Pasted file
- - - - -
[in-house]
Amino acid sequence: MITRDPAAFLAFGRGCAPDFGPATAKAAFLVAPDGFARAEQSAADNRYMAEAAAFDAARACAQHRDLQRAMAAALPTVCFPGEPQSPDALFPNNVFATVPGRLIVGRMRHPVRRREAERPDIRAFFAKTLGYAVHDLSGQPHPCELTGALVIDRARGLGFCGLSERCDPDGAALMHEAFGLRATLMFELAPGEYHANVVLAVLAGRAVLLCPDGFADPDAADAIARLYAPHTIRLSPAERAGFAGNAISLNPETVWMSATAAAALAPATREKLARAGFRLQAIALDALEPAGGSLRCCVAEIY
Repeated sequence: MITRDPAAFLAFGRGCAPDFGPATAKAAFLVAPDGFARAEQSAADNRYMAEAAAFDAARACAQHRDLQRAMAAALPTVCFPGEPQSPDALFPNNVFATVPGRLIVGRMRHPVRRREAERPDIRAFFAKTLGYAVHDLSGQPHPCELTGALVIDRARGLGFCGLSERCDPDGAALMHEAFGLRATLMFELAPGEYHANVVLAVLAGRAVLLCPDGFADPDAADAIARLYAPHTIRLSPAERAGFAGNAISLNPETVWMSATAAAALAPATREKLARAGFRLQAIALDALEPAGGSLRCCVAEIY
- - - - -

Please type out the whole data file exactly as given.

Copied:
[in-house]
Amino acid sequence: MITRDPAAFLAFGRGCAPDFGPATAKAAFLVAPDGFARAEQSAADNRYMAEAAAFDAARACAQHRDLQRAMAAALPTVCFPGEPQSPDALFPNNVFATVPGRLIVGRMRHPVRRREAERPDIRAFFAKTLGYAVHDLSGQPHPCELTGALVIDRARGLGFCGLSERCDPDGAALMHEAFGLRATLMFELAPGEYHANVVLAVLAGRAVLLCPDGFADPDAADAIARLYAPHTIRLSPAERAGFAGNAISLNPETVWMSATAAAALAPATREKLARAGFRLQAIALDALEPAGGSLRCCVAEIY
Repeated sequence: MITRDPAAFLAFGRGCAPDFGPATAKAAFLVAPDGFARAEQSAADNRYMAEAAAFDAARACAQHRDLQRAMAAALPTVCFPGEPQSPDALFPNNVFATVPGRLIVGRMRHPVRRREAERPDIRAFFAKTLGYAVHDLSGQPHPCELTGALVIDRARGLGFCGLSERCDPDGAALMHEAFGLRATLMFELAPGEYHANVVLAVLAGRAVLLCPDGFADPDAADAIARLYAPHTIRLSPAERAGFAGNAISLNPETVWMSATAAAALAPATREKLARAGFRLQAIALDALEPAGGSLRCCVAEIY